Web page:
Senators held a very tense and fiery legislative session Thursday as they approved a bill to allow Southland Gaming to rebuild the Clinton E. Phipps racetrack and put in video lottery slot machines. The Legislature also voted to extend the territory’s state of emergency.
What began as a “game of political football,” according to Senate President Donna Frett-Gregory, turned into a divided Senate body as they voted on whether to ratify the amended agreement between Southland Gaming and the V.I. government.
“Bill number 34-0224 is a settlement agreement between Southland Gaming and the Government of the Virgin Islands as a result of a lawsuit filed in 2018,” said Frett-Gregory.
Southland Gaming filed a lawsuit against the government of the Virgin Islands and stated that the government violated a 2003 Video Lottery Agreement granting Southland Gaming exclusivity to operate video lottery machines. However, should Bill No. 34-0224 pass, Southland Gaming would settle and dismiss its lawsuit.
“The Legislature of the Virgin Islands does not negotiate on behalf of the government. That is a function of the executive branch. However, as legislators, we have a right to articulate our concerns relative to measures that are before the body for ratification,” said Frett-Gregory.
During the Committee of the Whole hearing on March 22, the Senate addressed concerns with the investment and purse prizes Southland Gaming stipulated. At that time, Shaine Gaspard, chief operating officer of Southland Gaming, said Southland would contribute up to $100,000 per race but no more than $600,000 per year towards purses. In response, during the legislative hearing Thursday, Gov. Albert Bryan Jr. submitted documents ratifying the agreements between the government and Southland Gaming, but it appears not much has changed. Bryan noted that Southland Gaming is to make an investment of no less than $11 million for the development of the racetrack and commit to $600,000 per year and $100,000 per race purse.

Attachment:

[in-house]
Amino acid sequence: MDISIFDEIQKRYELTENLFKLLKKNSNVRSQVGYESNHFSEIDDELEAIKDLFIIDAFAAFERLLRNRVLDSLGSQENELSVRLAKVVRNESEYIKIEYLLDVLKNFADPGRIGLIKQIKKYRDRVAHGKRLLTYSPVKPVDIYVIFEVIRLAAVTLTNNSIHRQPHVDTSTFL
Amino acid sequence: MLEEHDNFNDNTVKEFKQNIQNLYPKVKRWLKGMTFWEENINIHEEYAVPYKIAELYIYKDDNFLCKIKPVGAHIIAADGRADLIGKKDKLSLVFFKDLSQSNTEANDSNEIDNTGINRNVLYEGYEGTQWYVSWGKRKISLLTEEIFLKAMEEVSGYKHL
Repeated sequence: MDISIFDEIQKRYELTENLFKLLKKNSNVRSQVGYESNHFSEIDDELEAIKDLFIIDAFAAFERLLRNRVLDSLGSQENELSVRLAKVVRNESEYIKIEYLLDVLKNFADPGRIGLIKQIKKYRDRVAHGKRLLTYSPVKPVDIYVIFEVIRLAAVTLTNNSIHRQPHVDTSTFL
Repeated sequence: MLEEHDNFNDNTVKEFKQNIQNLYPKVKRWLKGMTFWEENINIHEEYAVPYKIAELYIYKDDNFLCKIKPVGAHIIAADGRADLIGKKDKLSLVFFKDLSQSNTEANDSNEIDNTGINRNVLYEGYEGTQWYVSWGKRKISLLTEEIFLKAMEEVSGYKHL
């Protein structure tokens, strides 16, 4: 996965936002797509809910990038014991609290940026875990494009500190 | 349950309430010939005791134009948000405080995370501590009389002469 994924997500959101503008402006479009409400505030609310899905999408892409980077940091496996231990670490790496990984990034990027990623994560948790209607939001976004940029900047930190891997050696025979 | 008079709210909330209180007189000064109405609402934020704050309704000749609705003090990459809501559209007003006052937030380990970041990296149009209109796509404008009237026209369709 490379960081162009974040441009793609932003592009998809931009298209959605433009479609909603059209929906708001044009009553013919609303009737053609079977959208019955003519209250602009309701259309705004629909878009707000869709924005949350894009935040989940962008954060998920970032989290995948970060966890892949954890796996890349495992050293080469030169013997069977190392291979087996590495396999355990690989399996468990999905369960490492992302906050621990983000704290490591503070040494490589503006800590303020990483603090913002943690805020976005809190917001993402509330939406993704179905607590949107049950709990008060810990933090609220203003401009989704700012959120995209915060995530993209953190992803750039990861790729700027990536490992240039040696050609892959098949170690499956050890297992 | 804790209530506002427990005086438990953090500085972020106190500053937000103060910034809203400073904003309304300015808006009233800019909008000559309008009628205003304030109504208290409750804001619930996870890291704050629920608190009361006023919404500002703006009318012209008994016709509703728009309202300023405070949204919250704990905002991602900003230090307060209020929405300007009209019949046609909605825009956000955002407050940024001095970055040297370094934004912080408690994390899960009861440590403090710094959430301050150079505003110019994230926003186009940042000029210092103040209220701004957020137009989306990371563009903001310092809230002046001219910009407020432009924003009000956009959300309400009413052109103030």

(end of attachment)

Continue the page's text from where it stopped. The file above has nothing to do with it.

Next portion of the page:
In addition, the project is anticipated to be 40 percent complete within 24 months and substantially completed within 42 months, according to the projected timeline in the development agreement.
Senators were split on their views and votes. Some wanted the bill to be sent back to the Committee of the Whole for more debate, but that vote failed.
“If we’re talking about something that is going to benefit the masses and not the classes, then there should not have been a problem in sending it to the Committee of the Whole,” said Sen. Kenneth Gittens.
Sens. Marvin Blyden, Steven Payne, and Kurt Vialet expressed concerns dealing with the exclusivity of the contract between Southland Gaming and the government. Sen. Franklin Johnson even said that the bill has nothing to do with horseracing in the territory.
The bill “is not about horseracing,” said Johnson. “Let’s not play games wit the horsemen them, because it’s more than that,” he said. “It’s more about gaming. It’s more about a few people making real money.”
However, Sen. Carla Joseph said that the bill will allow money to help the territory.
“These two bills that we have before us is about money. And I’m going to vote for both of them. Because it’s here to help us as a people,” said Joseph.
“I want to remind you that the same Southland Gaming sued the people of the Virgin Islands,” said Gittens.
“This piece of legislation is no good to the people of this territory,” said Johnson.
In the end, the bill was amended and passed. Gittens raised a point to indicate that the body violated the rules of the Senate by allowing amendments to the bill.
“We (are) violating chapter six of the rules, 610C,” said Gittens. “None of these amendments were circulated in the time that they should have been circulated.”
Sens. Marvin Blyden, Dwayne DeGraff, Alma Francis-Heyliger, Donna Frett-Gregory, Javan James Sr., Carla Joseph, Steven Payne Sr., and Milton Potter voted in favor. Sens. Novelle Francis Jr., Kenneth Gittens, Franklin Johnson, Janelle Sarauw, Kurt Vialet, Genevieve Whitaker, and Samuel Carrion, voted in opposition.
In addition, senators voted to renew and extend the state of emergency in the territory.
“My biggest concern when it comes to the state of emergency has to do with the fact that laws are suspended during this time. A lot of the protocols and rules and regulations that are set in place in order to govern are stripped away,” said Francis-Heyliger. “If I felt it was warranted, I would continue to go along with it … but I am not fully convinced we need to be in a state of emergency for the next 30 days.”
“If we don’t vote for this State of Emergency, a lot of the public assistance that we receive from the federal government is going to stop,” said Joseph.
The state of emergency was voted to be extended for an additional 30 days from April 10 to May 10.
Sens. Marvin Blyden, Samuel Carrion, Dwayne DeGraff, Novelle Francis Jr., Donna Frett-Gregory, Kenneth Gittens, Franklin Johnson, Carla Joseph, Milton Potter, and Genevieve Whitaker voted in favor of the bill. Sens. Alma Francis-Heyliger, Javan James Sr., and Janelle Sarauw opposed. Sen. Kurt Vialet did not vote. Sen. Steven Payne Sr. was absent.